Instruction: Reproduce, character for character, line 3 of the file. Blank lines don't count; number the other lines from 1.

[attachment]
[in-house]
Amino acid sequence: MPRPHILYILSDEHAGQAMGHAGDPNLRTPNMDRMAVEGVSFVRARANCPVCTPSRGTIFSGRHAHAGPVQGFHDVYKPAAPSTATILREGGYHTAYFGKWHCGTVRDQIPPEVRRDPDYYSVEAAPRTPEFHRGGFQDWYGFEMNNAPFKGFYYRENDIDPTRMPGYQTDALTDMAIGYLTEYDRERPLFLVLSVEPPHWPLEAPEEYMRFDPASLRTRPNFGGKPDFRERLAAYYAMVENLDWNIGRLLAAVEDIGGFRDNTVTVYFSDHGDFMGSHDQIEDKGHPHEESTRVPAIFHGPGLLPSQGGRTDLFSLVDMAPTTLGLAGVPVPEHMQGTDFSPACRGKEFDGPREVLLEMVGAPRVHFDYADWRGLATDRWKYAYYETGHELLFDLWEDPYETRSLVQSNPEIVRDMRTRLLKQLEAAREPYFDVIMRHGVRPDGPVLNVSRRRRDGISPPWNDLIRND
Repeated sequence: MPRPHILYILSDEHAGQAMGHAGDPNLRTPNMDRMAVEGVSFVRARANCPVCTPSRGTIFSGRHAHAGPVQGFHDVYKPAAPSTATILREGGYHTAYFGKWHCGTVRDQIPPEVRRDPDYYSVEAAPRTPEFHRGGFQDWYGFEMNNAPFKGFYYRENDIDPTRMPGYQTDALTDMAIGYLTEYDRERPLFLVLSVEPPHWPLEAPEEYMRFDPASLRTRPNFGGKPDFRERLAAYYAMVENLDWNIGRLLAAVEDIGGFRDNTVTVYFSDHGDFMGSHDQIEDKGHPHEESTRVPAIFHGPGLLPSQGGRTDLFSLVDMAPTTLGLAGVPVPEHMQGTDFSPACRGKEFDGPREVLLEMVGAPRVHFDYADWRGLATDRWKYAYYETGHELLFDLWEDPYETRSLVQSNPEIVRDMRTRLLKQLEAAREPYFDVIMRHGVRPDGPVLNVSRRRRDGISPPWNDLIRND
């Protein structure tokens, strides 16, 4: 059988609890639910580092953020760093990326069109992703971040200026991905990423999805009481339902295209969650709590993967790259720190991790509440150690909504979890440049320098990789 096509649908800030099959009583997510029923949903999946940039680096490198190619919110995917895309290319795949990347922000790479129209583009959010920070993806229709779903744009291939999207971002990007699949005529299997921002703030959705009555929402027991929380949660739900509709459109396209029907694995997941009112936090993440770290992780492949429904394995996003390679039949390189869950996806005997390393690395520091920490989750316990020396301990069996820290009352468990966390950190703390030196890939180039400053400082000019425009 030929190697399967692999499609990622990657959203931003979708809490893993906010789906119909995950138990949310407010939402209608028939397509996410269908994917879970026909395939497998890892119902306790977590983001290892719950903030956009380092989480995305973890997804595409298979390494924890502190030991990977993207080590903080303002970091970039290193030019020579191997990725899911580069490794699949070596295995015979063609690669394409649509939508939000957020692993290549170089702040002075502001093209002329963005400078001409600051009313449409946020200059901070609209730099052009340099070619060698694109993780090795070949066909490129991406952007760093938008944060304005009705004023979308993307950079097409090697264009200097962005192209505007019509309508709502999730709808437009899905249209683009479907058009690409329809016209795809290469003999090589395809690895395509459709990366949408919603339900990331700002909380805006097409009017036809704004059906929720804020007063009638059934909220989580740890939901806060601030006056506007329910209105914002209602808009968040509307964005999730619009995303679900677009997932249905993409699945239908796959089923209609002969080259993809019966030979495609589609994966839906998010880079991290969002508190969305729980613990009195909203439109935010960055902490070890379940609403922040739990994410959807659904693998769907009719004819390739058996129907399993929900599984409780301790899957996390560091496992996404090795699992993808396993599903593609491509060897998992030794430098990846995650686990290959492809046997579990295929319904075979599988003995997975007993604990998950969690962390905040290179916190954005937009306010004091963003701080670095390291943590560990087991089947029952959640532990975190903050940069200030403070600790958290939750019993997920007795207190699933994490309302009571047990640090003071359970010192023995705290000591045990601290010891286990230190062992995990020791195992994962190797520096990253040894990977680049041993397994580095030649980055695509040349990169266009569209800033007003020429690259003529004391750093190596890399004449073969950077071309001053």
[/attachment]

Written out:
Repeated sequence: MPRPHILYILSDEHAGQAMGHAGDPNLRTPNMDRMAVEGVSFVRARANCPVCTPSRGTIFSGRHAHAGPVQGFHDVYKPAAPSTATILREGGYHTAYFGKWHCGTVRDQIPPEVRRDPDYYSVEAAPRTPEFHRGGFQDWYGFEMNNAPFKGFYYRENDIDPTRMPGYQTDALTDMAIGYLTEYDRERPLFLVLSVEPPHWPLEAPEEYMRFDPASLRTRPNFGGKPDFRERLAAYYAMVENLDWNIGRLLAAVEDIGGFRDNTVTVYFSDHGDFMGSHDQIEDKGHPHEESTRVPAIFHGPGLLPSQGGRTDLFSLVDMAPTTLGLAGVPVPEHMQGTDFSPACRGKEFDGPREVLLEMVGAPRVHFDYADWRGLATDRWKYAYYETGHELLFDLWEDPYETRSLVQSNPEIVRDMRTRLLKQLEAAREPYFDVIMRHGVRPDGPVLNVSRRRRDGISPPWNDLIRND